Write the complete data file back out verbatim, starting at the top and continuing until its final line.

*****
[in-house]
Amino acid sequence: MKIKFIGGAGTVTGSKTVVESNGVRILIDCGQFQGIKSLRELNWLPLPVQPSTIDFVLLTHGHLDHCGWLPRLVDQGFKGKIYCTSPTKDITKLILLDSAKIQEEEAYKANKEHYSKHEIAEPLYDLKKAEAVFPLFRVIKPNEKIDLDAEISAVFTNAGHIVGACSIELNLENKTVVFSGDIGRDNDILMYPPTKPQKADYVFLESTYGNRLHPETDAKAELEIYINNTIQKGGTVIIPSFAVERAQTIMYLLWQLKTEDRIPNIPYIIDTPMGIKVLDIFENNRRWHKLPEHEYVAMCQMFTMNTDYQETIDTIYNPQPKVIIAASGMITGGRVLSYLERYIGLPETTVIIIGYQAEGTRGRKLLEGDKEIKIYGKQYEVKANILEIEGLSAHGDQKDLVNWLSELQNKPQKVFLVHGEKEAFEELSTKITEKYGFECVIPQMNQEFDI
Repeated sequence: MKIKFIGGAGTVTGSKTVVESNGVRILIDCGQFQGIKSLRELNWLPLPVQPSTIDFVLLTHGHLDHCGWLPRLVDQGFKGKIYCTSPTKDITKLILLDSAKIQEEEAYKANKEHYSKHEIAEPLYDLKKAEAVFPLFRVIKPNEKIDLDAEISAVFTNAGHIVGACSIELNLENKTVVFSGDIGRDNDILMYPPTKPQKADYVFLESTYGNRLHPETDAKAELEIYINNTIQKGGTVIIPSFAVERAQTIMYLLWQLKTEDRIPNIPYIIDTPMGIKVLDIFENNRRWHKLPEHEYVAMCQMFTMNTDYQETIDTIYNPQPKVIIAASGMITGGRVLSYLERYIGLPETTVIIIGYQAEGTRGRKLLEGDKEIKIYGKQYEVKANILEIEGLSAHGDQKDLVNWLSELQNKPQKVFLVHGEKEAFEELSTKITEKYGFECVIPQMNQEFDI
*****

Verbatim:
[in-house]
Amino acid sequence: MKIKFIGGAGTVTGSKTVVESNGVRILIDCGQFQGIKSLRELNWLPLPVQPSTIDFVLLTHGHLDHCGWLPRLVDQGFKGKIYCTSPTKDITKLILLDSAKIQEEEAYKANKEHYSKHEIAEPLYDLKKAEAVFPLFRVIKPNEKIDLDAEISAVFTNAGHIVGACSIELNLENKTVVFSGDIGRDNDILMYPPTKPQKADYVFLESTYGNRLHPETDAKAELEIYINNTIQKGGTVIIPSFAVERAQTIMYLLWQLKTEDRIPNIPYIIDTPMGIKVLDIFENNRRWHKLPEHEYVAMCQMFTMNTDYQETIDTIYNPQPKVIIAASGMITGGRVLSYLERYIGLPETTVIIIGYQAEGTRGRKLLEGDKEIKIYGKQYEVKANILEIEGLSAHGDQKDLVNWLSELQNKPQKVFLVHGEKEAFEELSTKITEKYGFECVIPQMNQEFDI
Repeated sequence: MKIKFIGGAGTVTGSKTVVESNGVRILIDCGQFQGIKSLRELNWLPLPVQPSTIDFVLLTHGHLDHCGWLPRLVDQGFKGKIYCTSPTKDITKLILLDSAKIQEEEAYKANKEHYSKHEIAEPLYDLKKAEAVFPLFRVIKPNEKIDLDAEISAVFTNAGHIVGACSIELNLENKTVVFSGDIGRDNDILMYPPTKPQKADYVFLESTYGNRLHPETDAKAELEIYINNTIQKGGTVIIPSFAVERAQTIMYLLWQLKTEDRIPNIPYIIDTPMGIKVLDIFENNRRWHKLPEHEYVAMCQMFTMNTDYQETIDTIYNPQPKVIIAASGMITGGRVLSYLERYIGLPETTVIIIGYQAEGTRGRKLLEGDKEIKIYGKQYEVKANILEIEGLSAHGDQKDLVNWLSELQNKPQKVFLVHGEKEAFEELSTKITEKYGFECVIPQMNQEFDI